‘The potter digs up the lump of inert mud, and by creating a pot, imbues it with his creative energy and gives it a ‘tension’ that holds the energy. The viewer or recipient sees the pot, immediately or long after it was made, and receives that energy. In some way, the creative energy of the recipient may also be stimulated by the experience.’

‘The new student comes to the pottery with a view that they’re not going to be any good at it and they’re not ‘creative’. I say that I will show them that they can make pots without a lot of training and that everyone is creative, they just have to find it in themselves, and I can help with that. This works, and after a few sessions, the student feels proud and uplifted by achieving a creative goal.’

‘For me, art is a form of communication, and pottery is a very immediate and ‘visceral’ language, compared to, for instance, abstract painting. It’s all about form and texture, about a sensuous process. If the potter feels something, his pots should express that. Even if they don’t know it, the feeling people get from their favourite cup has been communicated by the maker.’

Ok, but when asked about what gives me joy in making, I admitted that I don’t really feel that much joy. I had to reconsider what I’d said about communication and transfer of creative energy in light of the fact that I’m not feeling that joy. I still want to rise to the task of teaching. I still want to receive the affirmation from the fulfilled student. I still want to see the growth and development in the people I teach, but I no longer feel (or at least temporarily do not feel) joy in making, and I need to know where that went.

There must be a wider context. You can’t assess one aspect of your life when it is so greatly influenced by the other parts. So what’s going on? What’s getting in the way? There are questions which need to be answered.

Why create art if you do not feel the drive to create? Why try to communicate through it if you haven’t got something meaningful to say? Who do you want to create for? What do they want from you? But so many artists just to ‘show up at the page’ and work through it, day by day in a devoted way. Dig deeper and find the meaning.

We’re living in a world where there’s such shit going on, where the level of destructive influence overwhelms that peace we associate with the creative process. It’s tempting to succumb to fear and loathing, to be paralysed by internalising the news, swallowing the effluent. It’s tempting to drown it in drink and TV and chores.

What takes priority in a life-stage where it’s more of a struggle to maintain currency and value? Work or making? Is it indulgent to slip into the pottery and ‘play’ when there’s ‘real’ work out there to be done? Surely these negative forces which surround our ‘practice’ can be used. Surely they can be channeled. Why does it feel like defeat at the hands of…?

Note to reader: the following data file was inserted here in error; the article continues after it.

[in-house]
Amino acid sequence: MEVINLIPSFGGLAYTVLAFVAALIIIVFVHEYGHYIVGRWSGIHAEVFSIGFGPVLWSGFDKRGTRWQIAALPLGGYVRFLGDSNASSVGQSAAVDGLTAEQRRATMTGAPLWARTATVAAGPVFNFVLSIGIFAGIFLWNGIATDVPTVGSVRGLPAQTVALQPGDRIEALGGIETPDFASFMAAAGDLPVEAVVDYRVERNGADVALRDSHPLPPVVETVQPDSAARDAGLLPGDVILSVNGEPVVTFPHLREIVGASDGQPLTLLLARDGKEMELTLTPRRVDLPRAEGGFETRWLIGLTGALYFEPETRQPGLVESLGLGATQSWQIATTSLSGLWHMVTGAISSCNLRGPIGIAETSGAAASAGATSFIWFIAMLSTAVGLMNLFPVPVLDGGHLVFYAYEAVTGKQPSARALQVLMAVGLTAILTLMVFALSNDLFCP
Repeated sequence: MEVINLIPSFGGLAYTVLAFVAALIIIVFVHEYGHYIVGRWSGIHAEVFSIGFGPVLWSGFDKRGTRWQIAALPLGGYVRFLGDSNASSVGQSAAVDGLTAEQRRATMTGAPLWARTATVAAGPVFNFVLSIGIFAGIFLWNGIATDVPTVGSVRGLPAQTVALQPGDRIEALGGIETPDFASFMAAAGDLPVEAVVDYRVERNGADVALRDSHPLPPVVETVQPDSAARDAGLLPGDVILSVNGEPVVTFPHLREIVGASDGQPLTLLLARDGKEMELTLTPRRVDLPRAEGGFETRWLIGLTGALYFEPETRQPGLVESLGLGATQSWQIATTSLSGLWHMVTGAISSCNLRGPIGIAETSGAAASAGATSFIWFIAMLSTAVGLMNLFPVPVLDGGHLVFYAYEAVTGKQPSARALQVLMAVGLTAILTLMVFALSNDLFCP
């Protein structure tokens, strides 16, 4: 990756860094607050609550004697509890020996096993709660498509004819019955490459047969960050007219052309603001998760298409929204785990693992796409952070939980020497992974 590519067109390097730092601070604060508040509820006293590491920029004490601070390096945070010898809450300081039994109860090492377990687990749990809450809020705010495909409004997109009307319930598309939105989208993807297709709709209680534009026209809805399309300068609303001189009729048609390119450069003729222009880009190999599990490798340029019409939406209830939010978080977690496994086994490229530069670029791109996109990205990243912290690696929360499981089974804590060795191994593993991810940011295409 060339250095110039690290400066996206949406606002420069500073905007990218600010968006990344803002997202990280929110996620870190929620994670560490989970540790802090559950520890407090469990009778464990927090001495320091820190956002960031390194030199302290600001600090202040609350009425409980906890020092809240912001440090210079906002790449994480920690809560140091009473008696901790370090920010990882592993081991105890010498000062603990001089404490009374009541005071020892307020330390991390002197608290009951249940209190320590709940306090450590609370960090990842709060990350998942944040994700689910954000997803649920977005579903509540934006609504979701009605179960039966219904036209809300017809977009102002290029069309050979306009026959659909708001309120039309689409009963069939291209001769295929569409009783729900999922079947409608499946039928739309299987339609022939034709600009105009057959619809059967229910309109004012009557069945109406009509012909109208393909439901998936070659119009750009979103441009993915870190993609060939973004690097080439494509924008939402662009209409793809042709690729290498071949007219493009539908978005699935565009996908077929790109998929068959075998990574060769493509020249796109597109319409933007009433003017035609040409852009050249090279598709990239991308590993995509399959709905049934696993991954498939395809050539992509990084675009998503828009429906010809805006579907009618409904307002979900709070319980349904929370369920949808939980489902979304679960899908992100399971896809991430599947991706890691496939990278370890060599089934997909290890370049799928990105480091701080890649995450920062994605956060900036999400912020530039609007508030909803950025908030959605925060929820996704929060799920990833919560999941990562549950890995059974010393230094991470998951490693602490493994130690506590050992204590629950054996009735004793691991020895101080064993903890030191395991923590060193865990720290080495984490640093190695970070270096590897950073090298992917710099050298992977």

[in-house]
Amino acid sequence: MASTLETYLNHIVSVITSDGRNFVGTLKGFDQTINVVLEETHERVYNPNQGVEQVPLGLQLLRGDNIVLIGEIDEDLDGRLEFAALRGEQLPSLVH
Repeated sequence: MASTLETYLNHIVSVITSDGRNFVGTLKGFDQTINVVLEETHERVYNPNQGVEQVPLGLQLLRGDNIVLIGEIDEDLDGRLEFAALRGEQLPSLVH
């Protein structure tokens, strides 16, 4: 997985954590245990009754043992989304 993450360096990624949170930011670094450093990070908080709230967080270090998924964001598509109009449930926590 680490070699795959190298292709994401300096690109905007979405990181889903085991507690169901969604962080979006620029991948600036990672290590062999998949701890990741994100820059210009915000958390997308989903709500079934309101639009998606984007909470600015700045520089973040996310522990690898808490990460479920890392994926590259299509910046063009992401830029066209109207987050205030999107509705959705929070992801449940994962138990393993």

Time to respond to the clarion call: Just get up, get out there, and make the fucking pot. Get off the fucking pot… Stop gazing at your navel and work at it!

Trump’s War

I thought I had tired of my fascination with the dystopian future presented by globalised internet businesses and their (mis) use of behavioural tracking data.  I thought I had begun to take Trumpism with a pinch of salt, and the world’s obsession with Fake News as a media defence storm in a White House china cup.  I accept that both these phenomena are modern ‘facts of life’, in a world where fact is being re-defined, but I couldn’t handle the stress and sleepless nights associated with either of them.  Something had to shift…

But then today I read a piece in the Sunday Times by Niall Ferguson, a Fellow of the Hoover Institution in Stanford, about cyber war and the impact of the WikiLeaks CIA stash being mainly true with embedded falsehoods or mainly false with embedded truths, depending on who was behind the leak.  It may have been that the CIA’s servers were hacked by Russians and the cache sent to Julian in his Ecuadorian Embassy bunker, in order to undermine the credibility of the CIA’s position vis a vis The Donald and Vlad.   Or more likely, it was stolen from within the agency, and sent by Himself, through his lackey, Nigel (who happened to meeting his mate Julian last week), to prove the point that democratic dark forces in the CIA have produced fake news which implicates him and Vlad in a conspiracy, rather than an actual Russian plot. Hell, perhaps it was Obama who leaked it!  The issue isn’t who did what to whom, or even what is true and what is false news. We’re living in a time where things become increasingly true as more people see and believe them – what could be more democratic? The search engines supposedly offer up the ‘most popular searches’ and as we all know, people only check page one of Google when they’re looking for truth.

The issue is where this new skirmish or frontal attack (depending on how you see it) will lead.  On one level, this is only emails being leaked. After all, who got hurt?  But it does highlight the international nature of cyber insecurity, and the fact that if an institution of national security like the CIA is so leaky, what about the organs of production and the economy which are not protected by cutting edge encryption systems.  What does this sort of cyber insecurity mean for day to day life?  Werner Hertzog’s film about the future of the internet, ‘Lo and Behold’, talks about just four days of internet collapse leading to multi-billion deaths through starvation, as the food distribution chain is now completely controlled online.  The power grid is also an online managed system in most countries, and so it goes on. Enough iconoclastic paranoia!

The article ends with an ominous statement: ‘Trump’s war has begun: it is the First Cyber War. Unlike other wars, it will have no last casualty, as it is a war without end. Get used to it. Or get rid of your computer.’